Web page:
It was from these experiences, Bellows said, that he learned patience, which is a virtue that's necessary at Pack Ethic Rescue, as he and Whitfield believe in taking their time to rehabilitate animals. "We use all positive training, no force training," he said. Each animal's situation is different, and the fact that 24 hours, seven days a week is devoted to their care -- with all the dogs on the property living inside the house -- ensures that each animal is given the detailed care and time to follow the rehabilitative steps required to truly bring them to their utmost health and potential.

Bellows said it's important to get to know each animal, because to adopt them out, it's necessary to find the perfect home for them, taking their history into consideration. Some animals need space to run free, for instance, and require a relaxed country setting as opposed to fast-moving city life. "We don't want to set up a family to fail with a dog that might get uncomfortable in a certain situation," Bellows explained, noting that Pack Ethic Rescue, Inc., has a 95 percent placement success rate.

There are many animals on the property who have been given a second chance, and will live on the property for the rest of their lives, such as the majestic, white 24-year-old horse Bullvye, a former Amish horse that was worked his whole life pulling sheds and farm implements, always hooked to a harness, a permanent mark on his nose issuing a reminder of his past.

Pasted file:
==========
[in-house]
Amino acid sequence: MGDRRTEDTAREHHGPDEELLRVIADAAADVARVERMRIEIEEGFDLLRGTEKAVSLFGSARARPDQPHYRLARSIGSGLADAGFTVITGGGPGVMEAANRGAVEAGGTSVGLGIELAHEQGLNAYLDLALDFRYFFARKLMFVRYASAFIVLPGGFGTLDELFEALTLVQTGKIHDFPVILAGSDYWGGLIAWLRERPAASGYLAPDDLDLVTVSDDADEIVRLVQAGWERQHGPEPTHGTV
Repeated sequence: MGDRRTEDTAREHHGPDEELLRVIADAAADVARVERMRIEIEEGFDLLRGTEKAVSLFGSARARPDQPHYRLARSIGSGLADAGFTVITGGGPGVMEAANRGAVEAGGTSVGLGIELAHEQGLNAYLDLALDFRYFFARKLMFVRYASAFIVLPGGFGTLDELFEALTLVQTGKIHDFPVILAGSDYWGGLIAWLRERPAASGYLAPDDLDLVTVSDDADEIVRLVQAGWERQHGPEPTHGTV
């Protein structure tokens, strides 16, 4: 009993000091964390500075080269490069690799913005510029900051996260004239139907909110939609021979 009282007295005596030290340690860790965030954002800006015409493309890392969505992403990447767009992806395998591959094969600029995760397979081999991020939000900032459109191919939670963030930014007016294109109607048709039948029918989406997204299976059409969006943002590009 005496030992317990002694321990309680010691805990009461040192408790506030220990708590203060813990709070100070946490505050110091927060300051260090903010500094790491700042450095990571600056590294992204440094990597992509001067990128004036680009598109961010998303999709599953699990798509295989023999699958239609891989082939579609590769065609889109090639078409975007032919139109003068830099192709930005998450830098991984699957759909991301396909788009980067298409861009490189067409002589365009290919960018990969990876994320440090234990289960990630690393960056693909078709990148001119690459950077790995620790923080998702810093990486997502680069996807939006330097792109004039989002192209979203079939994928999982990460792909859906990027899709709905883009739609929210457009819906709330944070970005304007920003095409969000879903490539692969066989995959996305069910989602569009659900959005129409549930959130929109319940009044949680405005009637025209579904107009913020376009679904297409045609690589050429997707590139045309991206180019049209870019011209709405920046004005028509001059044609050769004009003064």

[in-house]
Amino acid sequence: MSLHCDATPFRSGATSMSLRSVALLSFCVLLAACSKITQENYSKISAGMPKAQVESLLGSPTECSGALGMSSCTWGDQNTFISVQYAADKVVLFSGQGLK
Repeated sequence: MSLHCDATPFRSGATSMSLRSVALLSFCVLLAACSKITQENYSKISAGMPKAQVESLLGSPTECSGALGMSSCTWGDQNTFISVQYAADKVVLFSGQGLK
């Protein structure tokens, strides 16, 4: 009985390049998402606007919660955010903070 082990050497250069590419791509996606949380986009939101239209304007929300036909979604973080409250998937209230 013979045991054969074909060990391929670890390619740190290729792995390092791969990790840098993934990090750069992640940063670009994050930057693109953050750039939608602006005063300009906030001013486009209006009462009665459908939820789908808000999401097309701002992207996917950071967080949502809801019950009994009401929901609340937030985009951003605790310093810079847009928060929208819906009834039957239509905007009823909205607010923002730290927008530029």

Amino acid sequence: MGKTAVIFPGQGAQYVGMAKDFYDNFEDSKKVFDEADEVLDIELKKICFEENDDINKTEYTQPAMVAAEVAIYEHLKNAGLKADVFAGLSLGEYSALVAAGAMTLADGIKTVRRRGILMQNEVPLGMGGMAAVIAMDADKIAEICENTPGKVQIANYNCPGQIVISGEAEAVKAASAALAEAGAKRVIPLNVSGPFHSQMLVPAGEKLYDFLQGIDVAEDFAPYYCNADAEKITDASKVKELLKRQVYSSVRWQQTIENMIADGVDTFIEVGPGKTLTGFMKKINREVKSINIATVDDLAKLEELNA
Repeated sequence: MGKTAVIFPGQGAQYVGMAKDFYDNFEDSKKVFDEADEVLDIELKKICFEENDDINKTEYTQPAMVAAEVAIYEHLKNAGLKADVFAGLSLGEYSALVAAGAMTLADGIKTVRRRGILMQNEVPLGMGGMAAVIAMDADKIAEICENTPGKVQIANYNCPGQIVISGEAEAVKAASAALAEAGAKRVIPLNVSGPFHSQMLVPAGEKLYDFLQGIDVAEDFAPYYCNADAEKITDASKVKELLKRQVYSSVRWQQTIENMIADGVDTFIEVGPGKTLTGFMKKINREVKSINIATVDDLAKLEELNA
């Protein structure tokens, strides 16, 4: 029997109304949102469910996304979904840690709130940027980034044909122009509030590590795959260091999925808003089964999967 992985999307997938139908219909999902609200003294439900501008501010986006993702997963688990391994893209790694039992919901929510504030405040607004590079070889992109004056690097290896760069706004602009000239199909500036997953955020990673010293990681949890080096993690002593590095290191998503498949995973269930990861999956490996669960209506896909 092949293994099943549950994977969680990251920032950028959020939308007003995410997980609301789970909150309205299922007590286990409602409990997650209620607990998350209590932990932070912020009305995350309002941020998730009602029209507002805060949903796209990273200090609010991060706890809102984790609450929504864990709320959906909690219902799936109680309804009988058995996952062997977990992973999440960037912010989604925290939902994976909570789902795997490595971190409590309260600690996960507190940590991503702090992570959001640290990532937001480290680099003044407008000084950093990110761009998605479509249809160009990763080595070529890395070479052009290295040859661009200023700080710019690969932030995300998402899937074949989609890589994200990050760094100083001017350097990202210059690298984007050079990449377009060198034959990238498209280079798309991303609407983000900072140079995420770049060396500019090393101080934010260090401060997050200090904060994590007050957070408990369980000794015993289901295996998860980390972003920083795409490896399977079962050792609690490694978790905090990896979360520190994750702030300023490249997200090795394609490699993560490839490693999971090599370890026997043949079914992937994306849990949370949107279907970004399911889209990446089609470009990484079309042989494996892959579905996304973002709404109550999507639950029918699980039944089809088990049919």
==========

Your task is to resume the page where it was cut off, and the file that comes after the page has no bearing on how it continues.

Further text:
Now, Bullvye "never has to worry about working again," said Bellows, explaining that the horse, who came to live with them nearly crippled and extremely downtrodden, "has freedom and friends, and he'll get to live out the rest of his days here."

Because they love to share their work with people, Pack Ethic Rescue, Inc., operates a website, at: packethic.com/home; a Facebook, under "Eric Pack Ethic Bellows", that supplies daily photos and updates, along with a Youtube page.

There will also be two open houses held on the property this summer where people will be able to meet adoptable dogs, along with the rest of Pack Ethic Rescue's animals. Young people, such as local girl scouts, are also frequently welcomed to the property to interact with animals, which gives them exposure to more kind, loving interaction.

A fundraising bake sale will be held Saturday, April 19, from 10 a.m. to 3 p.m. at 230 Amsterdam Commons (Kohl's Plaza) with tons of pies and cakes to bring in money for the animals' continued care.

To contact Pack Ethic Rescue, Inc., to report animal abuse, to adopt an animal, to volunteer, or to provide donations, follow the links at the website.

Joshua Thomas - Bullvye is a rescued, former-Amish work horse, that, at 24-years-old, will now live out the rest of his life with complete freedom.

Joshua Thomas - The horses (including former circus horse Red, at right) and cows at Pack Ethic Rescue, Inc., feed.

Joshua Thomas - Thor, part of Pack Ethic Rescue's "core pack", which helps new rescue dogs come out of their shells, playfully squeezes his nose through a fence Monday.

Joshua Thomas - Pack Ethic Rescue, Inc. operator Eric Bellows pets Thor.

Joshua Thomas - Rudd, Grady and Mabel, three goats who were rescued from a local barn fire.

Joshua Thomas - Hera, one of the rescue dogs at Pack Ethic Rescue, Inc.